Best Books of 2020: Old Favorites

Happy New Year! I mentioned a few days ago that I completed my 2020 Reading Challenge on the Goodreads website. I’d set my goal at 130 books read during the year, and I reached that goal, with just a few days left in the year. I may still finish another book today, so the number could still go up to 131.

I’ve been asked which was my favorite of every book I read this year. Favorite, singular? Just one? I’ve never understood how a person can choose one favorite out of a large number of books. In honor of New Year’s Eve today, I decided to go through the 130 titles and choose five favorites of all the books I read in 2020. And then I realized I couldn’t do that either. No way I could choose only five total. At the very least, I realized I needed separate categories for books I re-read this year and books I read for the first time this year.

In other words, this could have been a very long post. So I’m listing here my favorite re-reads of 2020. These are books I’ve read in the past that I read again this year. In fact, I’ve read these five many, many times over the years. They are in alphabetical order by title.

TOP 5 RE-READS OF 2020 (in alphabetical order)

  • The Golden Compass, by Philip Pullman
  • Island in the Sea of Time, by S.M. Stirling
  • Island of the Blue Dolphins, by Scott O’Dell
  • The Mists of Avalon, by Marion Zimmer Bradley
  • A Wizard of Earthsea, Ursula K. Le Guin

So, what do they have in common? First, they’re all fiction. My list of all books read this year includes plenty of nonfiction, too. And I’m sure some nonfiction will appear on my list of favorite new books read in 2020. But these, the old favorites, are all fiction. I think I am less likely to re-read nonfiction, even nonfiction that I found fascinating, informative, or fun. I suppose I read nonfiction for information. Once I’ve absorbed the information, there is generally less reason to read it again. With fiction, on the other hand — fiction that I find worthy of re-reading — I feel I get more out of a book each time. I’m not saying I never re-read books about history, science, or biography, but I know I’m more likely to re-read fiction.

What else do they have in common? Strangely, I’ve just noticed that all of them features islands as prominent settings. That’s a bit weird. I don’t have a particular penchant for books about islands; at least, I don’t consciously seek them out. Still, that’s where these novels are set.

  • The Golden Compass takes place in an alternate version of Oxford (the British Isles) and Svalbard, a group of islands north of Scandinavia.
  • Island of the Blue Dolphins is about an indigenous girl who is left alone for many years on a small island off the coast of California, after the other villagers leave on a ship to be relocated to the mainland.
  • The plot of Island in the Sea of Time centers around Nantucket Island and its 20th-century inhabitants being plunged back into the world of the Bronze Age.
  • The Mists of Avalon is a King Arthur retelling from the point of view of the female characters, which means it’s set in various locations around the British Isles, and on the mythical, magical island of Avalon.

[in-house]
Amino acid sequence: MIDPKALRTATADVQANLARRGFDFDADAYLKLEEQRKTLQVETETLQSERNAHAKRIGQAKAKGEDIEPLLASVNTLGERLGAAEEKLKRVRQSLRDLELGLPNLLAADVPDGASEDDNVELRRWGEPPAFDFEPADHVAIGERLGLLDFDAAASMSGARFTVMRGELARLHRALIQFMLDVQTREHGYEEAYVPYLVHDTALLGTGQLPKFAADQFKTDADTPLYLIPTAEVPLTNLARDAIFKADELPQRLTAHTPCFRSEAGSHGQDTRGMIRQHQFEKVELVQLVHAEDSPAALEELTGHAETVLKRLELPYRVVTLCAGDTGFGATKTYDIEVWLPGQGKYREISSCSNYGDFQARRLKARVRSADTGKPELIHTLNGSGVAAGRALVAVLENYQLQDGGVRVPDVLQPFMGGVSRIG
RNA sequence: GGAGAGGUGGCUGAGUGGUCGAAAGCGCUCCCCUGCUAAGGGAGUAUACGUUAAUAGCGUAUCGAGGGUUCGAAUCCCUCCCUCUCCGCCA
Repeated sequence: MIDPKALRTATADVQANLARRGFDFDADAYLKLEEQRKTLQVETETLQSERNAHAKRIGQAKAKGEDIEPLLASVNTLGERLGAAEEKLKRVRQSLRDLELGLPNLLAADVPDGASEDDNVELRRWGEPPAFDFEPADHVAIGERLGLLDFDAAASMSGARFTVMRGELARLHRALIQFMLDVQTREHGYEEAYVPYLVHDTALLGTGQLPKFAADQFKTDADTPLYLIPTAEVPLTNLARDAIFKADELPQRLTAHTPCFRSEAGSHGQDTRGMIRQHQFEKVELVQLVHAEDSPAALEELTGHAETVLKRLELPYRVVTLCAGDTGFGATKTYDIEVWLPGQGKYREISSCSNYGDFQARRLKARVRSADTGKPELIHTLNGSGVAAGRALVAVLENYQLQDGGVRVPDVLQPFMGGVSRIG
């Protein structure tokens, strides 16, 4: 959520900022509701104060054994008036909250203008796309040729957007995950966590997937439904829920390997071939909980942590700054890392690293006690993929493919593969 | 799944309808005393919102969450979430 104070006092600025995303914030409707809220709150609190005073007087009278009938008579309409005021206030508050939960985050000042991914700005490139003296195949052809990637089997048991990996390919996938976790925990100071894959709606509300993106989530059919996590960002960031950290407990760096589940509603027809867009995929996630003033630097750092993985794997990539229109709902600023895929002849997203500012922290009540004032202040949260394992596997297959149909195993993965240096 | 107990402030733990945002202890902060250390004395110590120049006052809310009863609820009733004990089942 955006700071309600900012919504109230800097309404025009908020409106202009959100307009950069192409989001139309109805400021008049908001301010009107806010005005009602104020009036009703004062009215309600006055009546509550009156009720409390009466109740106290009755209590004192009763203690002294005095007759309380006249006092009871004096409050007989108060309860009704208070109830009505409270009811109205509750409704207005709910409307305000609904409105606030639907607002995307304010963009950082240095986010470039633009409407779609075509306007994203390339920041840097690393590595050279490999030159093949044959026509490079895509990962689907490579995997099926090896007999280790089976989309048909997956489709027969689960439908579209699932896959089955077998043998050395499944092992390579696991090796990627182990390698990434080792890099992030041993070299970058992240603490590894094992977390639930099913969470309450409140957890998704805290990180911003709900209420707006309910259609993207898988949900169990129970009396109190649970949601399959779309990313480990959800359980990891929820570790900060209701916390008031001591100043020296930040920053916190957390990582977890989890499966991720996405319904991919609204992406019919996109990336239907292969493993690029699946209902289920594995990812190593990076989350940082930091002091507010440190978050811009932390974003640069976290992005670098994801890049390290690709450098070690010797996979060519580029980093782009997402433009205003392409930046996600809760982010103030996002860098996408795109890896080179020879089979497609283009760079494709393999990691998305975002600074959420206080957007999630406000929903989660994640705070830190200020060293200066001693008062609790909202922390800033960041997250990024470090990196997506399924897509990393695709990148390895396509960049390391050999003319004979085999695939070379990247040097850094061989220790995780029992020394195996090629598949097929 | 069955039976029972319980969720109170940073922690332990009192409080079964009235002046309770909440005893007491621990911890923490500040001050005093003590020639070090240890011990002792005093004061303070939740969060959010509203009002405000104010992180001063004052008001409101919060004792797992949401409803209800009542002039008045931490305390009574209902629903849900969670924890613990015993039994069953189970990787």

• And A Wizard of Earthsea takes place on the islands of a fictional archipelago known as Earthsea, with some of the islands known for wizards, dragons, and other fantasy elements.

Clearly, another common thread among these five novels is speculative fiction. Three of the books are fantasy. Island in the Sea of Time is alternate history, which is a subset of science fiction. Only one, Island of the Blue Dolphins, is realistic fiction — specifically, historical fiction. I do tend to read a lot of fantasy and science fiction. And historical fiction, too. So the genres represented here are not surprising.

None of them are recent releases; all were published from the 1960s through the 1990s. The oldest, Island of the Blue Dolphins, came out in 1960. The others, in chronological order: A Wizard of Earthsea 1968, The Mists of Avalon 1982, The Golden Compass 1996 (though it came out a year earlier in the U.K., under the title Northern Lights), and Island in the Sea of Time 1998. I don’t consciously seek out older books; I also read many much newer ones this year. I guess the fact that these are all longtime favorites of mine meant they would skew older.

Of these five books, Island of the Blue Dolphins is shortest, at 192 pages. The Mists of Avalon is longest, at 876 pages. (Your mileage will vary with different editions.)

In all of 2020, the month of April was my most productive month for reading. I read 17 books in April. I see that I read fewer books, in general, before the covid19 lockdown began in March (not surprisingly, since I’ve been mostly stuck at home since then). And I read fewer books during the months that our house was thrown into chaos by the weirdness of the school year, first with getting my son through the end of a surreal senior year of high school and graduated, then with helping him move into his college dorm, and then driving him back and forth to the university several times, when covid cases skyrocketed and the school sent students home. Twice. Not surprisingly, I found more time to read during the less drama-filled times of a year that was, well, particularly dramatic.

In any case, in another post, I’ll explore my favorite books of the ones I read in 2020 that were new to me.

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